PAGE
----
Because melatonin isn’t FDA approved, Atwood recommends looking closely at the ingredients before choosing a supplement. “If you get it in pill form, usually it’s a little less variable than if you get it in gummy form,” she says, because pills are a more concentrated form with more consistency in its ingredients.

Research also says you should check your supplements, because they might not contain what they say. A of melatonin supplements published in the Journal of Clinical Sleep Medicine in 2017 looked at the actual concentration of melatonin and other potential substances versus what was printed on the label in 31 different supplements. Researchers found that melatonin content in the supplements were not even within a 10% margin of what the label read. This held true for more than 71% of the supplements tested. The study also found that some supplements contained nearly 500% more melatonin than what was claimed on the label.

In other words, you may be getting a much larger dose of melatonin than expected, increasing the risk of negative side effects.

“We don’t know the safety of each specific melatonin brand out there. Not knowing the dosing in each pill form from different vendors and different production teams who produce melatonin is where we’re lacking in understanding the side effects,” says Grover.

What’s more: An additional 26% of supplements tested in the study were found to contain serotonin. According to the , serotonin is a chemical that carries messages between nerve cells in the brain and throughout the body and plays a key role in body functions like mood, sleep, and digestion. High levels of serotonin can lead to symptoms like heavy sweating, confusion, restlessness, and diarrhea.

Atwood says melatonin mixed with serotonin can be dangerous if you’re taking antidepressant medications that already act on serotonin, a hormone that can have harmful effects even at low levels.

In the United States, melatonin is considered a dietary supplement, which means that it’s regulated less strictly by the FDA, than prescription or over-the-counter drugs. In other countries, like the and , melatonin is available only with a prescription.

Because melatonin isn’t FDA-approved as a drug in the United States, what you’re getting in that gummy or pill will vary greatly from one brand to another, so consider discussing with your doctor what specific dosage and brands would be appropriate for you—if your doctor recommends taking them at all. The AASM recommends looking for the , which indicates that the formulation meets the requirements of the U.S. Pharmacopeial Convention, a third-party tester.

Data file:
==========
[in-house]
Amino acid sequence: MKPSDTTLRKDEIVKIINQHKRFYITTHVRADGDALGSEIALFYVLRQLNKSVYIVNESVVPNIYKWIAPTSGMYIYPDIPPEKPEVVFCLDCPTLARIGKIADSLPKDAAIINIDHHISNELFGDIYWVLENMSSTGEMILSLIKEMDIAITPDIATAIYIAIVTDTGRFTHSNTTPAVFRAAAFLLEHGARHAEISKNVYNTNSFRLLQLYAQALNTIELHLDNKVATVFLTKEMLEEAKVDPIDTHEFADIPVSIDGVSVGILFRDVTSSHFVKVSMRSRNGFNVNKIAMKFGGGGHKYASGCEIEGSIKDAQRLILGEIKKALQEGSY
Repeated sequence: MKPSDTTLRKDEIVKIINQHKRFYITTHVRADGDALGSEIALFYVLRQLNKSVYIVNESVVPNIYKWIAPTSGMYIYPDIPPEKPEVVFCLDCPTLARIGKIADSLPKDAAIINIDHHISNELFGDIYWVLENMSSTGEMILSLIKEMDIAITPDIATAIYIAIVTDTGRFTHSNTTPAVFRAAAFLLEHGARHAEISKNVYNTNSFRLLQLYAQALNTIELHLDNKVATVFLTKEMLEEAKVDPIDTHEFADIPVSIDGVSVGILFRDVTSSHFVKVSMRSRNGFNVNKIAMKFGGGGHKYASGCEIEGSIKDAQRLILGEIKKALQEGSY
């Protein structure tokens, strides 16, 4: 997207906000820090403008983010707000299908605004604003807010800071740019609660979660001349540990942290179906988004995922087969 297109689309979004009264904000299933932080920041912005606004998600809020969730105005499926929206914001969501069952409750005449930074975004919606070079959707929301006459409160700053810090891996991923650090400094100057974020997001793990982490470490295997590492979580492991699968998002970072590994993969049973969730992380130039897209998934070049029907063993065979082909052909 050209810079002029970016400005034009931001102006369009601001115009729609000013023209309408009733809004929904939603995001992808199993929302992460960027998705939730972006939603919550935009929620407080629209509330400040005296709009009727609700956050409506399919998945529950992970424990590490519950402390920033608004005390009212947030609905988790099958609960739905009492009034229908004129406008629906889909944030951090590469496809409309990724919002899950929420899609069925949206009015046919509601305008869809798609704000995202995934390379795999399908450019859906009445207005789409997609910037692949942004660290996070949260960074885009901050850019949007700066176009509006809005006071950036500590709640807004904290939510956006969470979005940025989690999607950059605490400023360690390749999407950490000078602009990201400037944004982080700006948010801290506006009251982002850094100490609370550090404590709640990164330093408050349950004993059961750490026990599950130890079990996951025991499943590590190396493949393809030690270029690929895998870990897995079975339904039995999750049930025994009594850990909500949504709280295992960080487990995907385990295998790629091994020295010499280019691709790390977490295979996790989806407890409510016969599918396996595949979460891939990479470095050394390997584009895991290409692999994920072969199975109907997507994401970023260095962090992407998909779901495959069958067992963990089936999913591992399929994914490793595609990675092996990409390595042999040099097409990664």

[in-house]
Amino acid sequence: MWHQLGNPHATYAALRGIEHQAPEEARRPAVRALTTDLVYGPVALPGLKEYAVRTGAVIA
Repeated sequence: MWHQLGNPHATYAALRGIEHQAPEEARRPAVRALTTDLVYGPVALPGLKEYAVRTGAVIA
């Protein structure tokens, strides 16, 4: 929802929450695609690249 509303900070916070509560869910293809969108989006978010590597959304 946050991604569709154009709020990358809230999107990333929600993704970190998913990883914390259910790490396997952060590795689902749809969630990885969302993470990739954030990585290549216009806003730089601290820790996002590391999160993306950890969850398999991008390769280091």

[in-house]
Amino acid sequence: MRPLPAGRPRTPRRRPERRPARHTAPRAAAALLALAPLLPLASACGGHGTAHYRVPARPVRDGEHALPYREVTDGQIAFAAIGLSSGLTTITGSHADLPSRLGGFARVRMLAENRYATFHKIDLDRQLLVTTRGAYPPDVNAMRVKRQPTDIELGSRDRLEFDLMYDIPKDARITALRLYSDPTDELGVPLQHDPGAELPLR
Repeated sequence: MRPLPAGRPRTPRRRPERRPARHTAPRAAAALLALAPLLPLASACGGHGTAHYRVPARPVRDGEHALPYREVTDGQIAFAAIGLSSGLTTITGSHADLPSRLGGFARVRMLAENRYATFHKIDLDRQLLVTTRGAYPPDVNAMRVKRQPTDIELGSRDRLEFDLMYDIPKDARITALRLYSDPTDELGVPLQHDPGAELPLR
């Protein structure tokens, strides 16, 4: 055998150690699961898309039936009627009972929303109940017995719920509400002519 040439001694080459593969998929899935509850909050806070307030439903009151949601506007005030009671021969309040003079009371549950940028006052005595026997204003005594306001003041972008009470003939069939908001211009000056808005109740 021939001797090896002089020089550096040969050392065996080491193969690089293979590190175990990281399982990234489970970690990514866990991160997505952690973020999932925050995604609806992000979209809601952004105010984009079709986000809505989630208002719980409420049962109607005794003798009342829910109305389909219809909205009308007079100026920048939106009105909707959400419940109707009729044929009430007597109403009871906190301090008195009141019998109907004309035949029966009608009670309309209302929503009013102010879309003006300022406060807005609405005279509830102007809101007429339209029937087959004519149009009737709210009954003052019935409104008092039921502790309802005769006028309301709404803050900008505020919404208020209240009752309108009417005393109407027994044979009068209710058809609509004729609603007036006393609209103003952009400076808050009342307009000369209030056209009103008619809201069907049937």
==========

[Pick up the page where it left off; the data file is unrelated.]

The bottom line on melatonin effectiveness and side effects

If you regularly suffer from sleep problems, like insomnia, melatonin is probably not the answer. Both Drerup and Grover agree the first line of treatment for insomnia should be cognitive behavioral therapy (CBT), as melatonin will not address sleep problems related to anxiety or stress.

“Probably the number-one thing I see in my clinic is other mental health conditions— like anxiety and depression, that can significantly impact quality and amount of sleep, and if untreated can definitely disrupt sleep,” Drerup says. Unlike melatonin, CBT focuses on addressing efforts to change thinking patterns, which in turn, may help patients who suffer from poor sleep quality.

Atwood recommends that those who suffer from insomnia talk with a sleep specialist and learn about sleep systems and how certain life events may affect the sleep cycle. “When you’re outsourcing all your confidence and sleep to medication, it’s risky because if it stops working, or if you forget it, you’re right back in the same boat,” Atwood says.

Insomnia aside, if you occasionally have issues with your sleep, melatonin may offer a short-term solution. The National Center for Complementary and Integrative Health states, “short-term use of melatonin supplements appears to be safe for most people, but information on the long-term safety of supplementing with melatonin is lacking.”

Unlike other sleep medications, you’re not likely to become dependent on it or have a decreased response if you use it for a few months, Drerup says, so that’s a pro.

For short-term use (typically nothing more than three months), Grover advises starting with small doses—about 0.5 to 3 milligrams. She also recommends behavioral modifications for better sleep hygiene as well, including those major ones like not looking at screens before bed and going to sleep and waking up at the same time every day.

Atwood also says for quality sleep it’s important to keep your room cooler, and free of noise and stress. “When we’re feeling stressed that fight or flight system is activated and it’s going to be a lot harder to sleep even if our body is ready to produce that sleep,” she says. “Even if, after implementing these things, you’re still having trouble, I think that’s when you reach out to a healthcare provider, and perhaps establish care with a sleep-specific professional.”

Editor’s Note: This article originally stated that only allows melatonin via prescription. You can get it as an over-the-counter medication there. It also stated that the requires a prescription, but that’s for certain and different countries in the EU may have different regulations. It also stated that Australia requires a prescription, but as of 2021, those over 55 can get melatonin without one.

Headshot of Jennifer Acker

Jennifer Acker

Jennifer Acker joined the editorial staff of Runner’s World and Bicycling in January 2022. A former freelancer writer and NCAA runner, she started running as a kid and basically never stopped. She also loves outdoor adventures, like hiking, skiing, and mountain biking.